ON the face of it, the decision to revoke the visas of some 55,000 Bangladeshi workers appears to be the correct thing to do. With thousands of Malaysians already laid off and more expected to be retrenched as the economic slowdown continues to take its toll on the job market, it would have been "untenable", as the vice-president of the Malaysian Trades Union Congress put it, to bring in more foreign workers. To be sure, in these hard economic times, the priority should be on hiring Malaysians and reducing the dependence on foreign labour.
That said, however, it would appear that the workers from Bangladesh have been given a raw deal. After all, they have followed procedures, obtained the necessary documents, and had been promised that jobs were waiting for them. To add insult to their injury, while the employers who had paid for the visas and levies will be recompensed, there is little likelihood of a refund of the large sums of money these workers paid their recruiters.
As it is, neither the visas of workers from other countries have been cancelled nor has there been a blanket ban on foreign workers. Our embassy in Kathmandu has given an assurance to Nepalese that they are free to work in Malaysia except in the manufacturing and service sectors, and our ambassador to the Philippines has been quoted as saying that jobs are still available. As such, the excuse that the visas were approved in 2007 when there was a real need, but have now been rescinded because there is no longer any necessity, just does not wash.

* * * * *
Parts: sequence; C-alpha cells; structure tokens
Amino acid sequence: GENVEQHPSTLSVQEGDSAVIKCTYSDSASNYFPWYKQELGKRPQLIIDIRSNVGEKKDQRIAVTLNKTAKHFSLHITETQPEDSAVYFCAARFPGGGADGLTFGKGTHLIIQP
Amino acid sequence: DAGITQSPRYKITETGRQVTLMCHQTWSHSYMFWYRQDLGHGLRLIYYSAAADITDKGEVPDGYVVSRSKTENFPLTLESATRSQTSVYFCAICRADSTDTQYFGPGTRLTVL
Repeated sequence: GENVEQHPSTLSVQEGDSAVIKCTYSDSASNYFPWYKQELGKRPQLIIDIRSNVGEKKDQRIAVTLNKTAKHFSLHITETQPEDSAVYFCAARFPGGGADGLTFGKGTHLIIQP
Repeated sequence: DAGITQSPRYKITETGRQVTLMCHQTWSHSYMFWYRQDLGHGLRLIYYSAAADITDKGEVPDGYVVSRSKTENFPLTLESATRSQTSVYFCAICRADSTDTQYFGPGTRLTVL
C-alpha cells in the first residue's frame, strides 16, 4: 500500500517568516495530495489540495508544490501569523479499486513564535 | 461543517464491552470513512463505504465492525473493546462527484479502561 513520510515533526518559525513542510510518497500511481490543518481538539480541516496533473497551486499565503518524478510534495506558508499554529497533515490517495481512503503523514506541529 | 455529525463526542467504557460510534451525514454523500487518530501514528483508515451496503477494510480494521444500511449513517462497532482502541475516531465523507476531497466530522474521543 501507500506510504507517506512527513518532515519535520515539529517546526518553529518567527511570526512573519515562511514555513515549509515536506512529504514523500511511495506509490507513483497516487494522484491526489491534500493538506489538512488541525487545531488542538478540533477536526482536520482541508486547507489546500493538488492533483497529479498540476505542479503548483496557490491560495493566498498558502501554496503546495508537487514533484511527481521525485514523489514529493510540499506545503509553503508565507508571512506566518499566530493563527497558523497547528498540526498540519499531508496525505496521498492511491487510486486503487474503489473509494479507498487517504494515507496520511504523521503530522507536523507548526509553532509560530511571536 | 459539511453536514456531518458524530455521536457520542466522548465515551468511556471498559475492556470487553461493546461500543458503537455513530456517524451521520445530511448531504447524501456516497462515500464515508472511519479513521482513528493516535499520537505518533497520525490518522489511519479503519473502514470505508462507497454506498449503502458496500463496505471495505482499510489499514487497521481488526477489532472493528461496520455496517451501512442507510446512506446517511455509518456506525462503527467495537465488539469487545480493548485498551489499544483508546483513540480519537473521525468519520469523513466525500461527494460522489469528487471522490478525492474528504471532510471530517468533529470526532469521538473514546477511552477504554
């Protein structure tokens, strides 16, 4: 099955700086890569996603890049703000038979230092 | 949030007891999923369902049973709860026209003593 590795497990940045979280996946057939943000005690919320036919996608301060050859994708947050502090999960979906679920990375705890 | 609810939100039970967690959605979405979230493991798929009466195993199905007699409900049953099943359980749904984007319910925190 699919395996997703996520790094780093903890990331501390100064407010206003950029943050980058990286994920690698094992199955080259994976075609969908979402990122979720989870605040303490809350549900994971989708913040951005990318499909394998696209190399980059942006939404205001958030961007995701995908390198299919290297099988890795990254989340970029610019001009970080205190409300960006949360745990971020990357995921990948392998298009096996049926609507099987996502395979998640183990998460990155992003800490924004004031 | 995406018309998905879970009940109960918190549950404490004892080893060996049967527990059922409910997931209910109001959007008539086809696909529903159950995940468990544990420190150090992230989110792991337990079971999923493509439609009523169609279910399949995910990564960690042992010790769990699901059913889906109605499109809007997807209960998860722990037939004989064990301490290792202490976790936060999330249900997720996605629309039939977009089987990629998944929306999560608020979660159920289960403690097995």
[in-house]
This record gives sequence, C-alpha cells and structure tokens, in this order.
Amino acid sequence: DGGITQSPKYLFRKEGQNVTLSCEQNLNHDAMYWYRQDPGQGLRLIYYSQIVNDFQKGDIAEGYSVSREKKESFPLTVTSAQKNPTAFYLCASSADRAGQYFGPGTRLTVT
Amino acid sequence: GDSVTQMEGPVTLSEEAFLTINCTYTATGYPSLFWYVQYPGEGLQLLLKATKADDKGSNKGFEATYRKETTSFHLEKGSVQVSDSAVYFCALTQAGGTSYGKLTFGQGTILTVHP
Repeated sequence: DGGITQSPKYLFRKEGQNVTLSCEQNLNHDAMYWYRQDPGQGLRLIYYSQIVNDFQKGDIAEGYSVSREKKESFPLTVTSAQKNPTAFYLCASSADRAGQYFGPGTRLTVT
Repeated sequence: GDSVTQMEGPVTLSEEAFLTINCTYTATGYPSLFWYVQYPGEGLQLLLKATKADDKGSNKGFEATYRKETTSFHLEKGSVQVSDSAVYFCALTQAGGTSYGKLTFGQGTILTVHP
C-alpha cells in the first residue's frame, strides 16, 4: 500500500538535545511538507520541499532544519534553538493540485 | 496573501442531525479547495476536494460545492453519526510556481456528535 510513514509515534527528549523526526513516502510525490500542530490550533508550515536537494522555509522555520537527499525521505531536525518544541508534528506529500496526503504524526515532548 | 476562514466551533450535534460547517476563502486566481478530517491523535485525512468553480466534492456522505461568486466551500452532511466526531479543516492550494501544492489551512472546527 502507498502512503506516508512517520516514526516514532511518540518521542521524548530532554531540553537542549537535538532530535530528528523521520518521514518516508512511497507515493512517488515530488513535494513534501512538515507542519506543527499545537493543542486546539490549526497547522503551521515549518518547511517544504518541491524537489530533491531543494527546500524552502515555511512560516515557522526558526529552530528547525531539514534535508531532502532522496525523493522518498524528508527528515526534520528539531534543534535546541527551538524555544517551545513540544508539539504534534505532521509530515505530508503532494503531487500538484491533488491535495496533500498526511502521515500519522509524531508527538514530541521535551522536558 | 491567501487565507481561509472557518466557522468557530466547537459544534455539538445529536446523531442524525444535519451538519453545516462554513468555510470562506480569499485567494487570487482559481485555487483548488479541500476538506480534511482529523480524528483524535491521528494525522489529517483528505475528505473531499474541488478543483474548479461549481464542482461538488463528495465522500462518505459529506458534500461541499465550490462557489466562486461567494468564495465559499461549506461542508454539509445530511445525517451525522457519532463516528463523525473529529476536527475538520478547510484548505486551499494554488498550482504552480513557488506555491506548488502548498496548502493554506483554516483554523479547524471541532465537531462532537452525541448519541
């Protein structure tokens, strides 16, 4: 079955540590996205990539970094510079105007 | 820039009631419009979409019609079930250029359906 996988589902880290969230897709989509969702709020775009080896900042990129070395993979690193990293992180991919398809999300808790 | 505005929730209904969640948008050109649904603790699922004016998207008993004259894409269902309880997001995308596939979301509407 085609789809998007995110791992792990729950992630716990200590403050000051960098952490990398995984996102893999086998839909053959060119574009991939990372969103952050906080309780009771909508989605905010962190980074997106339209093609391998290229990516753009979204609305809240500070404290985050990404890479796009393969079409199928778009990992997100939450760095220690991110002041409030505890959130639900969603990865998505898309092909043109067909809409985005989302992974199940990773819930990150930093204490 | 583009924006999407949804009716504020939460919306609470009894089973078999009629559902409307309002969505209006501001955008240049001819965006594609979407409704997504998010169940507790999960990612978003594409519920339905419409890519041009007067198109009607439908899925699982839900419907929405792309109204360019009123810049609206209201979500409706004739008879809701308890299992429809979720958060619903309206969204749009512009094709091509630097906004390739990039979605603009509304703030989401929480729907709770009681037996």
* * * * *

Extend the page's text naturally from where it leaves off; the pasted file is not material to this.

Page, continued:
As the home minister has reiterated, there is still a need for foreign workers in the dirty, dangerous and difficult jobs that Malaysians shun, a situation underlined by the conspicuous exclusion of the plantation and construction industries from the twofold increase in the levy on foreign workers in the recent mini-Budget. Given that the workers from Bangladesh were going to work in the very sectors where labour is scarce and jobs are available, such as plantations and construction, the decision to single them out appears unfair.
As it is, shutting the door on Bangladeshis will not make more jobs available to Malaysians. Unless things become so grim that Malaysians are forced to turn to the 3D jobs, or employers make genuine attempts to employ locals by making wages and working conditions more attractive, it is more likely that these jobs will go to other foreign workers.